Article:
Deep vein thrombosis, commonly known as DVT, occurs when a clot develops in one of the deeper veins in your legs, most often in the lower leg. It occurs because the blood in the legs isn’t circulating properly, most often the result of pre-existing conditions, lifestyle factors or extended periods of inactivity such as long haul travel, being on bedrest for recovery from operation etc. But what a DVT feel like? Does it hurt? And how can you stop one from developing?
What is a DVT?
DVT is a condition that involves blood clots (thrombi) in the deep veins of the legs. When blood clots develop in the deeper veins it can be serious and require medical attention. The obstruction caused to venous blood flow by these deeper clots, or thrombi, is a concern, but the real danger from deep vein thrombosis is that the clots can break loose from where they originally formed and travel through the veins to other locations in the body.
While a DVT can lead to more serious issues like ulcers in the leg and inflammation of the veins, the most serious problem is a pulmonary embolism. This occurs when the clot dislodges and moves through the veins, blocking off the main artery to the lungs. When this occurs, it can cause enormous damage, and in one-third of all cases, it’s fatal.
This means that noticing the signs of a DVT and treating them early can very literally mean the difference between life and death, and should not be taken lightly.
What does a DVT feel like?
- Pain and tenderness in the leg, most often the same type of pain as a severe muscle cramp and can come and go.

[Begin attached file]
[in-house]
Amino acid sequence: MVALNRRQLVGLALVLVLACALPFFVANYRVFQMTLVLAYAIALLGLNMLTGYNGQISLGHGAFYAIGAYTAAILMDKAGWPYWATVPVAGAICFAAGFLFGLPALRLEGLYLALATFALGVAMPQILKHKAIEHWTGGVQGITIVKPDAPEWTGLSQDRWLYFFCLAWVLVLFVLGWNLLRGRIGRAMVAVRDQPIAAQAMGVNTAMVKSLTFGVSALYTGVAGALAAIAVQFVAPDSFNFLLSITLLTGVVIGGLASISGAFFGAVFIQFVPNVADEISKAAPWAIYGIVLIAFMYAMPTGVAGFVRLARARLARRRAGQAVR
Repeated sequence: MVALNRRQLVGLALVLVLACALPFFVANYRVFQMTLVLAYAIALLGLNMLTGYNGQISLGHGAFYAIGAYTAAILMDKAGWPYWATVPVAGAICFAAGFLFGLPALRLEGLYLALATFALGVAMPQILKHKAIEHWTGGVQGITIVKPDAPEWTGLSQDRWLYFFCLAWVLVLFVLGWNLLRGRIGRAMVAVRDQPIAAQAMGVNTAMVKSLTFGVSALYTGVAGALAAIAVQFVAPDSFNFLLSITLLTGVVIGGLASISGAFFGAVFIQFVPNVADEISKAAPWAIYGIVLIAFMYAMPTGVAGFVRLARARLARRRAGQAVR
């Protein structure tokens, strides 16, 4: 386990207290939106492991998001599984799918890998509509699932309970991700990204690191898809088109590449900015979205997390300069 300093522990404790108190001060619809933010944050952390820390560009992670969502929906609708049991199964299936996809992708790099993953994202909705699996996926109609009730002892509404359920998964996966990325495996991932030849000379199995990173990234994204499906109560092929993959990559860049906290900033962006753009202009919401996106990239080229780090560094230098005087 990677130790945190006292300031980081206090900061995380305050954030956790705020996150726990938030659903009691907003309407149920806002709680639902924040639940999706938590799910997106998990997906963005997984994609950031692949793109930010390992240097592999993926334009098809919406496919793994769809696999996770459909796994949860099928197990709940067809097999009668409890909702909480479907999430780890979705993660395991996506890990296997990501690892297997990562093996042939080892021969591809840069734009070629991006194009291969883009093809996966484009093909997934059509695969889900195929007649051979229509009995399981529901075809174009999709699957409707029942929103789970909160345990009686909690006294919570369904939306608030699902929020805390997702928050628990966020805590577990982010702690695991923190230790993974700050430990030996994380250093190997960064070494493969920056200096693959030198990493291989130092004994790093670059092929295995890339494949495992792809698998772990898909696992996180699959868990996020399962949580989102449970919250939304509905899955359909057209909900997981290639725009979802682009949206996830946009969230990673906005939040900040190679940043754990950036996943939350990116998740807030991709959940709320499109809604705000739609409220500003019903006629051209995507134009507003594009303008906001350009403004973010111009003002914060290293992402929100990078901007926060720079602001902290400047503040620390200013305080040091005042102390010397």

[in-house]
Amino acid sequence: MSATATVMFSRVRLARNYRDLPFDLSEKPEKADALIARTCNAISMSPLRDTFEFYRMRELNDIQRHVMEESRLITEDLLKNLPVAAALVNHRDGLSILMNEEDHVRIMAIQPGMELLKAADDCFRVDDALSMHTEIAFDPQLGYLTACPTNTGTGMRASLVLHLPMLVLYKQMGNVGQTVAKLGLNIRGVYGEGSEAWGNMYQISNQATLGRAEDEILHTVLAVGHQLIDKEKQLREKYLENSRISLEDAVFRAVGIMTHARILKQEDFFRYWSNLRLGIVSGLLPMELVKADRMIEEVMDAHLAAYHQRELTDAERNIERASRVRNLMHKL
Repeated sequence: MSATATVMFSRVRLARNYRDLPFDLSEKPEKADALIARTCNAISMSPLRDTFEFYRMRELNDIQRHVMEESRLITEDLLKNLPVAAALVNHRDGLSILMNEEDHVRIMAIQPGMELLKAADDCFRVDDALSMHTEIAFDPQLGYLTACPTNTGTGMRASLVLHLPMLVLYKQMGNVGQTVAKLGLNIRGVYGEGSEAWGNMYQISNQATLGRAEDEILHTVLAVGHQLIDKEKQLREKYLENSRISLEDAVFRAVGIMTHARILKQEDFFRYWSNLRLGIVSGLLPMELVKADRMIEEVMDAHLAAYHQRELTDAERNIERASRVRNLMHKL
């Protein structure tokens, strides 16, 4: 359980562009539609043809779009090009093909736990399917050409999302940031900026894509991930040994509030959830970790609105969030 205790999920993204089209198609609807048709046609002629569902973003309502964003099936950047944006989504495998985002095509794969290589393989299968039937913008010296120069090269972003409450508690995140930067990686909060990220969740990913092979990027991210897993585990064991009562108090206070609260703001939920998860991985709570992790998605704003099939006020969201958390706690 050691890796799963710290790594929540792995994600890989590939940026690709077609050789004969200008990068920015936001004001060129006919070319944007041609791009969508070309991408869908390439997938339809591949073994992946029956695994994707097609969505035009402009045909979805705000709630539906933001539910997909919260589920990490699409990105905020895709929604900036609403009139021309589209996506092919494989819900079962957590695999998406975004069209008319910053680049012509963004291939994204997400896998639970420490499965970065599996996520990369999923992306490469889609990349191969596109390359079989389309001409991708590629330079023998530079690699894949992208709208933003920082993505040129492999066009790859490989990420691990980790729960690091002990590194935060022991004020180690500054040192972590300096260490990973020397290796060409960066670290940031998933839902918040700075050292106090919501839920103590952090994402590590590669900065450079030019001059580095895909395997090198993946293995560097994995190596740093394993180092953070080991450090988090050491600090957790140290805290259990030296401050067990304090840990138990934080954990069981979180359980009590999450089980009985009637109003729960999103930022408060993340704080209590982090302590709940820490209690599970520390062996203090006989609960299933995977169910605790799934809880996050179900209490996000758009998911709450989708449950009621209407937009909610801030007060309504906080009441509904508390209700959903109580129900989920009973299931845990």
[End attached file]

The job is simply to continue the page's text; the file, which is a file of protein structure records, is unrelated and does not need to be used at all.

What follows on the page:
- Swelling in the affected area, often with redness of the skin. If this swelling goes away when iced, or elevating your legs brings the swelling down, it’s more likely a muscle injury.
- The warmth of the area. The swollen/red area will often feel warm or even hot to the touch.
- Altered mobility of the leg. If you find that bending the foot or knee causes more pain, it can be a sign of a DVT.
If you are experiencing any of these symptoms, it’s important to seek immediate medical help. In these cases, if a DVT is confirmed by a medical practitioner, they’ll often prescribe a blood-thinner or anti-coagulant to help dissipate the clot and prevent it growing in addition to any other treatment required.
Can I stop a DVT from developing?
There is a range of risk factors that can lead to DVT, and by managing these where you can both short and long-term, you can minimise the risk of blood clots and DVT.
- Pregnancy, especially in the later stages and for up to six weeks after birth, increases your chances of developing a clot, so keep moving and wear compression stockings.
- Medications like the pill and hormone replacement therapy usually increase your body’s ability to clot and develop a DVT.
- Being overweight or obese puts a greatly increased pressure on the veins in your lower half.
- Smoking increases your risk of DVT and blood clots, as well as a range of other health conditions. Speak to your GP to find the best way to quit for good.
- Family history of DVT, pulmonary embolism or blood-clotting disorders can leave you prone to developing a clot, so make sure you’re taking care of those veins.
- Extended periods of sitting or lying, such as travelling in a plane or car for a long time, convalescing in a hospital bed or having your leg immobilised in a cast.
Deep Vein Thrombosis Treatment
In most cases DVT, once diagnosed, can be effectively treated using anticoagulant medications. In some cases, “clot-busting” thrombolytic agents are used, and in rare cases, surgery may be required. Learn more: Deep Vein Thrombosis treatment
Seek expert advice
The doctors at The Vein Institute specialise in varicose vein treatment. We offer patients a comprehensive treatment program to treat varicose veins, with non-surgical laser treatment techniques. The benefits of laser treatment to patients are:
- Walk-in walk-out treatment
- 98% success rate
- Extremely effective
- Can be performed at a clinic (no hospitalisation)
- No general anaesthetic
- Medicare rebates apply
- No downtime or time away from work
To book a consultation and discuss our treatment program, call 1300 535 017. Or, make an enquiry via the Contact Us page.